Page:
Source: Antimicrobial Stewardship in Australian Hospitals(2011)

1.- Structure and governance

  • The overall accountability for antimicrobial management control lies with the hospital administration. They are responsible for ensuring an antimicrobial management program is developed and implemented, and outcomes are evaluated.

  • Hospital management support is needed, including:
  1. providing dedicated resources for stewardship activities, education, and measuring and monitoring antimicrobial use
  2. establishing a multidisciplinary AMS team with core membership (wherever possible) of either an infectious diseases physician, clinical microbiologist or nominated clinician (lead doctor), and a clinical pharmacist
  3. ensuring that AMS resides within the hospital’s quality improvement and patient safety governance structure, and clear lines of accountability exist between the chief executive; clinical governance; drug and therapeutics, and infection prevention and control committees; and the AMS team.

  • Antimicrobial stewardship teams have clearly defined links with the drug and therapeutics committee, infection prevention and control committee, and clinical governance or patient safety and quality units.

  • Team members have clearly defined roles and responsibilities. Team members should be sufficiently supported and trained to enable them to effectively and measurably optimize antimicrobial use by using interventions appropriate to local needs, resources and infrastructure.

  • Antimicrobial stewardship process and outcome indicators should be measured and reported to the hospital executive.

Model for antimicrobial prescribing pathways in acute hospitals (Scotland). APP and P_Antimicrobial prescribing policy and practice. Source. Nathwani et al. JAC 2006;57:1189–1196

2.- The AS team

  • Multidisciplinary teams are better suited to implement the kind of improvement and change required for effective AMS.34 There are a range of professions and individuals that have an interest in and responsibility for AMS, each with different perspectives and skills.

  • Involving prescribers, pharmacists, administrators, infection control experts, information systems experts, microbiologists and ID physicians into a well-managed team effectively incorporates their views and expertise.

  • As a minimum, a multidisciplinary AMS team or committee should include (core team members)
  1. an appropriate clinician (a microbiologist or ID physician, if available
  2. and a clinical pharmacist (with ID training, if possible) as

  • Team membership should not be confined to those with professional expertise in antimicrobial usage. Evidence from quality improvement work suggests that effective improvement teams include members with three broad kinds of expertise and authority:
  1. a system leader who has the authority to institute change and overcome barriers (e.g. a senior member of clinical administration)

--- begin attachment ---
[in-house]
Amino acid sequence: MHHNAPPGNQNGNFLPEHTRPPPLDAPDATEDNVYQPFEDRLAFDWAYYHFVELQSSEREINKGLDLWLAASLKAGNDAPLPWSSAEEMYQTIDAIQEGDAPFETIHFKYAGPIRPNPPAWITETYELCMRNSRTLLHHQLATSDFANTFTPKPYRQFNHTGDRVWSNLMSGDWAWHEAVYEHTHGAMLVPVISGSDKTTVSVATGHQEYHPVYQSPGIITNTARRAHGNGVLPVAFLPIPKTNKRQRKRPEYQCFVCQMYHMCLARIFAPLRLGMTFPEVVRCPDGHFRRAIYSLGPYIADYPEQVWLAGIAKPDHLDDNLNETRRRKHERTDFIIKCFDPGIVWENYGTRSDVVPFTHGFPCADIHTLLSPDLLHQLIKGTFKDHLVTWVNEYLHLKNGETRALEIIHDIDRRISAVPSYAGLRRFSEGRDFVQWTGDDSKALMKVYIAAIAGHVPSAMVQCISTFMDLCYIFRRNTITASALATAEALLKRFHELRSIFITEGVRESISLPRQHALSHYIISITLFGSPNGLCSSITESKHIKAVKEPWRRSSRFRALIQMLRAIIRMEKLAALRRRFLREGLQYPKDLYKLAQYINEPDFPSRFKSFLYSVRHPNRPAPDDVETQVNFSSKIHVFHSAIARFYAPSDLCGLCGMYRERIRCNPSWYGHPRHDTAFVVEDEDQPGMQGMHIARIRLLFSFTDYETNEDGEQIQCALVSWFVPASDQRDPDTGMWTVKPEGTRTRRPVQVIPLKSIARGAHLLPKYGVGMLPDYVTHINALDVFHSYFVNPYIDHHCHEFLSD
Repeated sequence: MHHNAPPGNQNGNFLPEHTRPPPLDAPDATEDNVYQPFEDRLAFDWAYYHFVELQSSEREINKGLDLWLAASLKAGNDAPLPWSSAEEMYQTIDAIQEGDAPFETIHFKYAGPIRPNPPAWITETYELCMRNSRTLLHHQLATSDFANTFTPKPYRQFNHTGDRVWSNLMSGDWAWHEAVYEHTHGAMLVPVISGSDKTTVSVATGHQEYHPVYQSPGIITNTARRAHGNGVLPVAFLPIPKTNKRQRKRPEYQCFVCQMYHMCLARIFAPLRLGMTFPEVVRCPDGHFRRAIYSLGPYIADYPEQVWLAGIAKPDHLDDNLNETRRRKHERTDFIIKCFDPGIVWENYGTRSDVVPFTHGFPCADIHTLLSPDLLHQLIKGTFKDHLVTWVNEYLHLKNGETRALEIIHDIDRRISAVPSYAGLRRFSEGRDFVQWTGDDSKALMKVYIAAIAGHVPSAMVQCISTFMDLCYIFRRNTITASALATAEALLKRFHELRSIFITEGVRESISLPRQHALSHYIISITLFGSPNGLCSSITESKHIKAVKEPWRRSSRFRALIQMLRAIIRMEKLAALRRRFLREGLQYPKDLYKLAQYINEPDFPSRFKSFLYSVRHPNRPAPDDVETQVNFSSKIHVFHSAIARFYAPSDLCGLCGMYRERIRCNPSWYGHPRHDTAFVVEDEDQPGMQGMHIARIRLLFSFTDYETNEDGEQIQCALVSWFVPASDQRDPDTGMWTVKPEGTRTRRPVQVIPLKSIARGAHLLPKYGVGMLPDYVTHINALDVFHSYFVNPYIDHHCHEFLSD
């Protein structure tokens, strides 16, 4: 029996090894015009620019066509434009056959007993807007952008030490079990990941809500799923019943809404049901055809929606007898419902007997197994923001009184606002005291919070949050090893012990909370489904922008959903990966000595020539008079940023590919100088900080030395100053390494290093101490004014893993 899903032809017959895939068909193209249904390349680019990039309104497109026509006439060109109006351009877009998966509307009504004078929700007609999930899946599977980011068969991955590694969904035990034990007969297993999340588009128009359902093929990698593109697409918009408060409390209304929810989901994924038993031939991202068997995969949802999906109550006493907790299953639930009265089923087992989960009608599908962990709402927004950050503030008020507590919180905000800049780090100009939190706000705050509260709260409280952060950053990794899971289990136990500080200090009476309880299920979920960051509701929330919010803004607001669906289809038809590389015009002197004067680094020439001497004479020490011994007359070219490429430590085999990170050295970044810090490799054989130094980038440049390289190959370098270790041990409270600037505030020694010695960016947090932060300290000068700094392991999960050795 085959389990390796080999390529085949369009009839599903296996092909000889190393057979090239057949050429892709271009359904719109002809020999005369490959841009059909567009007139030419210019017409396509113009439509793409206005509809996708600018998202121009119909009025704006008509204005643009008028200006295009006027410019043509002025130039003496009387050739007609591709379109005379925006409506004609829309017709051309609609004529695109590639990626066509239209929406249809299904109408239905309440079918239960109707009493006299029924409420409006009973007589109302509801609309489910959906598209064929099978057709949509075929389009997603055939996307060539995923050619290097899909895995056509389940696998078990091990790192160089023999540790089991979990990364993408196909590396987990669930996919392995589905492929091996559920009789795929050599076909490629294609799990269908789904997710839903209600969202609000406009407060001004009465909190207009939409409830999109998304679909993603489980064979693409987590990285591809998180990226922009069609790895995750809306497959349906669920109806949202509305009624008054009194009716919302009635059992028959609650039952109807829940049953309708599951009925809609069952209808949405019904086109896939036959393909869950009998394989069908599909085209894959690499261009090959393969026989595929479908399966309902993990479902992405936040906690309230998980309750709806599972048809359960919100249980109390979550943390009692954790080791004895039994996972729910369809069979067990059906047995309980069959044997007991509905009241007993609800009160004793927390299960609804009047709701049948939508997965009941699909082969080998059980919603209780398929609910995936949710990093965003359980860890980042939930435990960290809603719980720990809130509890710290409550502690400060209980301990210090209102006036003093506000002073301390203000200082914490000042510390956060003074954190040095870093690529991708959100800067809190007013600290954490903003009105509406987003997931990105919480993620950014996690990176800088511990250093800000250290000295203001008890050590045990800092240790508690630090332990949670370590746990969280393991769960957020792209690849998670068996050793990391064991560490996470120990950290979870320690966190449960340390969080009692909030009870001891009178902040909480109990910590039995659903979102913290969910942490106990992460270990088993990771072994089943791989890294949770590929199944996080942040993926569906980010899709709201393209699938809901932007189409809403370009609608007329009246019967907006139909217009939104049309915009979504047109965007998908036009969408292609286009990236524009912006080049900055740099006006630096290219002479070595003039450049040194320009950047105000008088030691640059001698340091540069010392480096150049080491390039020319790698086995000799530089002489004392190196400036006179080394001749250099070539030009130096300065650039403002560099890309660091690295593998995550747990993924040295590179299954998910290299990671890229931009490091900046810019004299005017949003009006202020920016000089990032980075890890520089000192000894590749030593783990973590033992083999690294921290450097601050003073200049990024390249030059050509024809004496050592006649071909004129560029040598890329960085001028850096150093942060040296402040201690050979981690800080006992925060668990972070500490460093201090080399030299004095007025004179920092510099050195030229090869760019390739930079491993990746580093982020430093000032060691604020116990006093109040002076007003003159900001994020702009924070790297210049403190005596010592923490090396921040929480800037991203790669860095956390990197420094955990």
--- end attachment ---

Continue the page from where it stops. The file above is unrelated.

2. an individual with technical expertise, such as an ID physician, pharmacist or microbiologist
  3. someone to provide day-to-day leadership with dedicated time allocation. This is the driver of the project who ensures implementation and performance measurement. An AS team comprised solely of technical experts is less likely to be able to effect change and improvement. In an AS team, this person could have one of a variety of professional backgrounds, including a pharmacist with training in quality improvement, or a member of the safety and quality team.

  • The AS team should establish links with existing committees or groups, have representation on the drug and therapeutics committee, and the infection prevention and control committee, and seek endorsement of the hospital executive for formal structural alignment

3.- The AS Plan

  • The AS team will have to develop clear aims and metrics that allow monitoring of improvements, and select changes to consider and test for implementation. See aims and indicators for AM Programs.

  • An AMS policy will need to be developed or updated to underpin these activities. The AMS team should consider whether to develop this policy as their first activity, or in parallel with investigating and testing changes aimed at improved prescribing.

  • As the policy development process can be a useful way to gain multidisciplinary input and engagement, initially focusing on this activity is likely to be particularly important if there has been little progress in AMS to date. However, AMS teams should try to avoid extremely prolonged policy development to the exclusion of other activities, as this will slow progress in developing and testing systems to directly inffuence antimicrobial prescribing.